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'On My Way' review: Catherine Deneuve dazzles

On My Way movie


In an open letter to U.S. filmgoers, French actress, and in this effort, director/co-writer Emmanuelle Bercot professes love for her cinema idol, Catherine Denueve in her latest film, “On My Way,” (“Elle s’en va”). Bercot explains,

NEW YORK, NY - MARCH 06: Actress Catherine Deneuve attends the 2014 Rendez-Vous with French Cinema opening night premiere of 'On My Way' at Paris Theater on March 6, 2014 in New York City.
Photo by Andrew H. Walker/Getty Images

“For me, ‘On My Way’ is not a film with Catherine Deneuve, it’s a film that is for and by Catherine Deneuve. The film is a double first for me as a filmmaker: to work with a big star, an icon of cinema, and to write a film with one inspiration only, the desire to film an actress, Catherine.”

And Bercot certainly succeeds with her film Valentine to Deneuve.

Occupying nearly every frame, Deneuve’s Bettie, is a woman in her mid-sixties, in the midst of a life weighing her down. Opening on a long shot of a Bettie on the shore of a lake, the camera moves in, following her from behind, glimpsing only the back of her head. She finally turns – the golden, somewhat age-defying Bettie, that then quickly cuts to a black & white photo of Bettie as a pageant queen, Miss Brittany, some 40-years ago. Is this a woman whose dreams have been dashed? A woman whose life might be passing her by? Perhaps.

Bettie runs her family’s deep-in-debt restaurant with her mother (Claude Gensac), who she also now lives with. Bettie also bluntly discovers, from her disapproving mother, that the man she’s been having an affair with has left his wife, but not for Bettie but for a second, newly pregnant mistress (so French!).

It’s no wonder that Bettie walks out of the restaurant the next day for a drive to clear her head and to buy some cigarettes (she had given up smoking). But a simple drive turns into a road trip that takes Bettie further and further from her daily life.

Adventures begin in this quest for cigarettes – one comedic incident comes from an older man trying to roll a cigarette with his arthritic hands (and as a side note, this non-actor had no idea who Deneuve was; he never heard of her). But her travels continue with a local stop at a roadhouse bar, “Le Ranch;” flings, and of course getting lost on the road.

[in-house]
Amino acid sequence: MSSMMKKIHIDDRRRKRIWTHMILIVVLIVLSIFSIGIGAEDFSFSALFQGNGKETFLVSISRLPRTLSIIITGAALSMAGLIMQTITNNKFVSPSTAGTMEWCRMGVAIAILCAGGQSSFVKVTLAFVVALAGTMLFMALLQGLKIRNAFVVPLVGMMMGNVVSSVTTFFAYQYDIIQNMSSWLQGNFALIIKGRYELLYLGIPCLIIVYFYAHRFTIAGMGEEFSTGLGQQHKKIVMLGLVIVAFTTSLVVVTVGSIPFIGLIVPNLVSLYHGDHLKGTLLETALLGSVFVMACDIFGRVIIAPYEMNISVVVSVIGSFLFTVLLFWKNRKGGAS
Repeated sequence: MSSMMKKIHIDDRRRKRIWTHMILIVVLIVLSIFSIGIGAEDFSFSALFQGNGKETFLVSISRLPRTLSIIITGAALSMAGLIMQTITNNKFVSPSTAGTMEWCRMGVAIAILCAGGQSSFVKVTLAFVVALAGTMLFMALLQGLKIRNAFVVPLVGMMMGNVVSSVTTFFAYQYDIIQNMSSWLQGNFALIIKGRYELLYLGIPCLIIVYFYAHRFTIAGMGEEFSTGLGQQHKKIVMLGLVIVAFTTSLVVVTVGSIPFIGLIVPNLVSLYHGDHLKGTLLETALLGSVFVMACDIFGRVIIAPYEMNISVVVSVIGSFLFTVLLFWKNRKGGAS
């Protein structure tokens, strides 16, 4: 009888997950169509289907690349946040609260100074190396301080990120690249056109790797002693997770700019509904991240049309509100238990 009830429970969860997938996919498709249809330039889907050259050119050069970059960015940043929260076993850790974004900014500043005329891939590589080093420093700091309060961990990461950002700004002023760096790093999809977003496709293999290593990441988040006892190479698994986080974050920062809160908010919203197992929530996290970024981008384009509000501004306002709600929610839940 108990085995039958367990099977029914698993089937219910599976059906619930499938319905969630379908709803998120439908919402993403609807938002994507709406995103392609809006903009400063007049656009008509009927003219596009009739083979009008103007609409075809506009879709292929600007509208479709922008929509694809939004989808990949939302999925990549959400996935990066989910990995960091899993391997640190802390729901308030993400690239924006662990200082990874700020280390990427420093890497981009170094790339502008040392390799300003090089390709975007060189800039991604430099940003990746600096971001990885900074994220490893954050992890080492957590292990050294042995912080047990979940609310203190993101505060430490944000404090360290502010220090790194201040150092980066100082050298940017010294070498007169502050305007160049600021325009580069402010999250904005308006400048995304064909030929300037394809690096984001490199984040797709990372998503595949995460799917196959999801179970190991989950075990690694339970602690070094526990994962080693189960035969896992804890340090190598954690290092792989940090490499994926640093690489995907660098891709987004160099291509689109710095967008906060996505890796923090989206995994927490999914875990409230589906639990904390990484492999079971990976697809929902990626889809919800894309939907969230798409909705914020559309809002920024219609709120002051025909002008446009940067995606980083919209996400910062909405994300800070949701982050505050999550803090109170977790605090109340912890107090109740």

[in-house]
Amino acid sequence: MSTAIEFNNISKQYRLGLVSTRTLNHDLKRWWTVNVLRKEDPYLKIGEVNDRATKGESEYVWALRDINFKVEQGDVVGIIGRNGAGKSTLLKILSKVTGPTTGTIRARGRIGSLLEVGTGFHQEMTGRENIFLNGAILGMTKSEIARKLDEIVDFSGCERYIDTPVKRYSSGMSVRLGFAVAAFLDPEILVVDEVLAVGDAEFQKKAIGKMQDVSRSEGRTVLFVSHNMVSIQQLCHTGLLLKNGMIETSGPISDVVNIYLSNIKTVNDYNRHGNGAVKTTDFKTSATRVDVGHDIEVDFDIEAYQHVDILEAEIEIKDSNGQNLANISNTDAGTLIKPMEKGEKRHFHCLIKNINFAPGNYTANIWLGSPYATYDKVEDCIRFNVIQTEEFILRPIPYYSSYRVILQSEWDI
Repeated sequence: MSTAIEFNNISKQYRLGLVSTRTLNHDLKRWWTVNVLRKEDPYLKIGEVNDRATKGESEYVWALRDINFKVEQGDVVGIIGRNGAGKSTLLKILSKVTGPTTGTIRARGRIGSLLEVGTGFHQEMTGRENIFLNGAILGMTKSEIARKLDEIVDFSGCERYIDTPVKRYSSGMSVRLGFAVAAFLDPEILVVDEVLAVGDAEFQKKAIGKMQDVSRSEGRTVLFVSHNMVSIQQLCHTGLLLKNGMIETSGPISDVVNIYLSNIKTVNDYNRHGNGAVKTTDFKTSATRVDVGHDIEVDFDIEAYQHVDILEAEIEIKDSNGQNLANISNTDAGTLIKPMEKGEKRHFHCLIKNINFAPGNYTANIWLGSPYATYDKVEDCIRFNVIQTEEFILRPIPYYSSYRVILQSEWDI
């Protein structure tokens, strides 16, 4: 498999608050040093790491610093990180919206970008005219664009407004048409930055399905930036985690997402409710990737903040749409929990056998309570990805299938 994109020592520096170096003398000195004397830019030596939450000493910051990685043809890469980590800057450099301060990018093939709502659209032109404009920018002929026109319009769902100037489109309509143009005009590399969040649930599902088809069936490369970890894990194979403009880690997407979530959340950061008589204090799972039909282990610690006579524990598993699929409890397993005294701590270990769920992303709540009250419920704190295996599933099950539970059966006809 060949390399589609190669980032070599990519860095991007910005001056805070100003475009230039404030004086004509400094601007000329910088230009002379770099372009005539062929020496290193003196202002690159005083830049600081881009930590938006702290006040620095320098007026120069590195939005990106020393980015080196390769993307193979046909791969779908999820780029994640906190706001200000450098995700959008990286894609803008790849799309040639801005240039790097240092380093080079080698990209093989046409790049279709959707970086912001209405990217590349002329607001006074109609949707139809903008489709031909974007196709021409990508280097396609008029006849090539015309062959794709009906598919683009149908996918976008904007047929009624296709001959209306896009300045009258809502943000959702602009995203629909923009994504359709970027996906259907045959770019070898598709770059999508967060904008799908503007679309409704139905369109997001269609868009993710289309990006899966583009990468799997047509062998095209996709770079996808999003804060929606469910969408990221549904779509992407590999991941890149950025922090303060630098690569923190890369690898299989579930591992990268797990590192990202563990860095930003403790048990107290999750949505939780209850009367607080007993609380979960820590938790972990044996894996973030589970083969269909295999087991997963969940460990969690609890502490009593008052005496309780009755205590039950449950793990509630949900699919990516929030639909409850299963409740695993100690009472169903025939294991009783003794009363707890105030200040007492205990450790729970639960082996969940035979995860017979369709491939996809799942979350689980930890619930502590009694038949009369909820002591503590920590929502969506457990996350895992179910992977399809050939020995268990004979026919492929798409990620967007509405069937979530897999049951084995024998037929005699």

Bettie is also called upon by her semi-estranged daughter, Muriel (Camille) to pick up her grandson, Charly (a winning Nemo Schiffman; son of Bercot and cinematographer Guillaume Schiffman), and drive him to his grandfather, Alain (Gerard Garouste) some hours away.

This turn of events shifts the film into high gear as we see a new dynamic take shape for Bettie with her budding relationship with Charly. There are several narrative twists and turns on this drive, and Bettie’s life might indeed be open to a new chapter.

Like many road trips, “On My Way” does meander and at times focus is lost to the film’s detriment. Luckily, Deneuve is so watchable, that even in these weaker moments, one stays with the film. Bercot has a fine eye for capturing life’s moments, and it’s refreshing to see a woman in her 60’s still have a lust to live. Although the cinematography and acting are top-notch, even for the cast, which is comprised mostly of non-pros, one wishes Bercot would have had a better editorial sense to create what could have been a sharper, more compelling piece.

Nonetheless, it’s Deneuve’s film, and lovers of the actress will still be enthralled with “On My Way.”

“On My Way” is 113 minutes, Not Rated and opens March 21 at the Landmark Theatre in Los Angeles.

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